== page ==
MANY of us enjoy eating dinner on the sofa in front of the telly as we relax in the evenings. Not everyone is a fan, though.

During the whirl of press interviews to promote the new series of MasterChef, arriving on our screens this Monday (BBC One, 9pm), the show's presenter John Torode has declared "teas on knees" to be a terrible culinary faux pas.

He's not keen?

Correct. The straight-talking Australian chef, who co-hosts the BBC cooking competition with Gregg Wallace, didn't hold back in his rebuke. Torode said that he always sets the table properly when at home with his wife, the actor Lisa Faulkner.

"We wouldn't ever consume food in front of the television," he said. "I don't understand why people would want to sit with some food on their lap and dribble down their shirt and all over a clean sofa. A sofa is for sitting on, and enjoying, and relaxing. Not for eating."

HeraldScotland: John Torode and Gregg Wallace co-host BBC's MasterChef. Picture: BBC/Shine TVJohn Torode and Gregg Wallace co-host BBC's MasterChef. Picture: BBC/Shine TV

People are eating their sofas?

It was a badly worded turn of phrase. What Torode meant is that we shouldn't eat while sitting on the sofa.

His MasterChef co-presenter agrees?

Indeed. Wallace also prefers a more structured and convivial dining set-up, saying he looks forward to it as a time when the three generations of relatives who share his home – his wife Anna, her parents and some of his children – can come together for food and conversation.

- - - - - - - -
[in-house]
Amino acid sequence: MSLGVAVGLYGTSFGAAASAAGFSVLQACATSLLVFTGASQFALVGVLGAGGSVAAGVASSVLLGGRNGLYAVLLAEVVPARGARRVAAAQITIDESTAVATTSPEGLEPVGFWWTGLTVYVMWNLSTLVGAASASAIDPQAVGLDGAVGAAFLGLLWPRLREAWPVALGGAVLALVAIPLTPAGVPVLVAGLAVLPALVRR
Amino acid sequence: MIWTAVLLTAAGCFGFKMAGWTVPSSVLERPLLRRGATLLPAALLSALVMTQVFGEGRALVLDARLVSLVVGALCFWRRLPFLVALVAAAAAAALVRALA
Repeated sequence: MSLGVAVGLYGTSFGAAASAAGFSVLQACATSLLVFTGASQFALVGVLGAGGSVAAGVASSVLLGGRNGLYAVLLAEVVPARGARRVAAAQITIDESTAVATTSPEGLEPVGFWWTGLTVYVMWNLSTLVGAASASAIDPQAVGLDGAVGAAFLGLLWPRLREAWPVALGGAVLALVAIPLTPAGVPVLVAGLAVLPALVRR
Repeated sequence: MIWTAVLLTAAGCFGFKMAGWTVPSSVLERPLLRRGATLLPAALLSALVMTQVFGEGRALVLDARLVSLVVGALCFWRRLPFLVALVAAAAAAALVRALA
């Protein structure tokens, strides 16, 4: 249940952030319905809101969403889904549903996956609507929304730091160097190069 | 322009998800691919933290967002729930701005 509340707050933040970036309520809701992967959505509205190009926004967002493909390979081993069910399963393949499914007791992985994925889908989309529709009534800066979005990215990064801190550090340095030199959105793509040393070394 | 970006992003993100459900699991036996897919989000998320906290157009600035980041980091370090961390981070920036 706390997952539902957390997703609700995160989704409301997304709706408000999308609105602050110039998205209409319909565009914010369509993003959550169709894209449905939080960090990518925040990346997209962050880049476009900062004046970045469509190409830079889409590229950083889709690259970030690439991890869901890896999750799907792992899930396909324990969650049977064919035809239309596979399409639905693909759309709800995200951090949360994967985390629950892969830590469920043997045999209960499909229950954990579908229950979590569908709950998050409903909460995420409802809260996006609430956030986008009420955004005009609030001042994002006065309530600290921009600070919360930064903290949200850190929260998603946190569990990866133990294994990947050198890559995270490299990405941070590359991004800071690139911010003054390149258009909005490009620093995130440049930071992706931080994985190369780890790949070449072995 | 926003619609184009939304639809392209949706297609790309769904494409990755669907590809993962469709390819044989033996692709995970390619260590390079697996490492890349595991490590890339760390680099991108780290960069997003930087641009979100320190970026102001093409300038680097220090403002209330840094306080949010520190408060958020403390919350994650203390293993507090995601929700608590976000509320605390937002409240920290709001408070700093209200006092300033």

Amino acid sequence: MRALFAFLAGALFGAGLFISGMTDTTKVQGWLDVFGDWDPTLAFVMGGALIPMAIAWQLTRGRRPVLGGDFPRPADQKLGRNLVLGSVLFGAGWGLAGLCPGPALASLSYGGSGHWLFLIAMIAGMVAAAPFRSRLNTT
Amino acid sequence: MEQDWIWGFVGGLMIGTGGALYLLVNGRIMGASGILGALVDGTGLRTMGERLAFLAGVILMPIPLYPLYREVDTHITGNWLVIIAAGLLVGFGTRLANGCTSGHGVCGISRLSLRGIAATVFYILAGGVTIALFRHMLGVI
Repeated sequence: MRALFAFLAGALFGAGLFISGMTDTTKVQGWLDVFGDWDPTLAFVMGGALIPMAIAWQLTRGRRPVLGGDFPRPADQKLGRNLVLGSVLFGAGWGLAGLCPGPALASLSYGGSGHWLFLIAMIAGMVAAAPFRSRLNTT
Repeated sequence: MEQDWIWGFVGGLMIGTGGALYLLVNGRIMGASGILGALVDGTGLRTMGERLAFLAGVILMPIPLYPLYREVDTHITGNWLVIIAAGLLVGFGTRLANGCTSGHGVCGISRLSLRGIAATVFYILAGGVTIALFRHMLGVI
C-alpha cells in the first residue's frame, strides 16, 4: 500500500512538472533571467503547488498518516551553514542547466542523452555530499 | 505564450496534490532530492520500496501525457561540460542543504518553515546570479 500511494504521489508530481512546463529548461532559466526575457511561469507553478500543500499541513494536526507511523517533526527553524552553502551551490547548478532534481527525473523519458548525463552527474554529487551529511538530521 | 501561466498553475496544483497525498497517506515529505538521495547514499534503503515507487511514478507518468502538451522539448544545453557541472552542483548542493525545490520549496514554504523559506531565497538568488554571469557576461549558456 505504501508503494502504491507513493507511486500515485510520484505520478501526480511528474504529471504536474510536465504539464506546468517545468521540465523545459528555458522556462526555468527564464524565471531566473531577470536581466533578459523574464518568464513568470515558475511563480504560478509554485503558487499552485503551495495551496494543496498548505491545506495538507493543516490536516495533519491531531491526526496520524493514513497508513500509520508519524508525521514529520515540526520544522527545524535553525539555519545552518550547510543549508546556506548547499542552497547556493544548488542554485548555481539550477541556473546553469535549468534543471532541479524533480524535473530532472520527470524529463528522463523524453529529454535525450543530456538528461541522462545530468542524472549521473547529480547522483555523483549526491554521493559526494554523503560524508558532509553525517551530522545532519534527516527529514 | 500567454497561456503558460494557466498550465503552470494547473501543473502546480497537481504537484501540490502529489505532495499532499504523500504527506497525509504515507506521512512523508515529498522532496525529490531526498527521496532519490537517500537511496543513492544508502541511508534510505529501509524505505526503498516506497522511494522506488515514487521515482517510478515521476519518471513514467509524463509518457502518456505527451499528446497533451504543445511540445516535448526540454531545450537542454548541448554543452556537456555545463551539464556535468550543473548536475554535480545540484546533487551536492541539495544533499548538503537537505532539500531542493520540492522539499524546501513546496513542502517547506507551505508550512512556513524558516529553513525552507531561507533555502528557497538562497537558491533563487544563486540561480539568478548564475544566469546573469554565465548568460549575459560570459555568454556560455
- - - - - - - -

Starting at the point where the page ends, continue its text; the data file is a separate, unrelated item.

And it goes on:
"When I come home, I've got a family around the table with a bottle of wine," said Wallace. "It would be really lonely now without them."

Do many folk eat in front of the TV?

A fair chunk. Some 43 per cent of UK families eat TV dinners most evenings, according to a recent survey from Travelodge.

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Are TV dinners bad?

Each to their own, we say. But do be considerate to those around you.

Some ground rules are needed?

It might be a good idea. Unless you still have the protective covering on your sofa, it would be wise to proceed with caution. Nothing too runny, say egg yolks or creamy sauces. It might also be prudent to don a plastic poncho similar to those you wear for a theme park big splash ride when eating.

Anything else?

No slurpy soups in order to avoid drowning out the telly. Unless you are watching some arty Scandi-chic programme with subtitles, in which case that's probably fine.

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Ditto for anything that crunches. Think pasta, rice and soft pulses rather than a giant platter of nachos or hard-shell tacos. Don't sit there cracking the thin, brittle crust on a creme brulee with a spoon when Emmerdale is on.

What about watching MasterChef while eating?

I wouldn't risk it.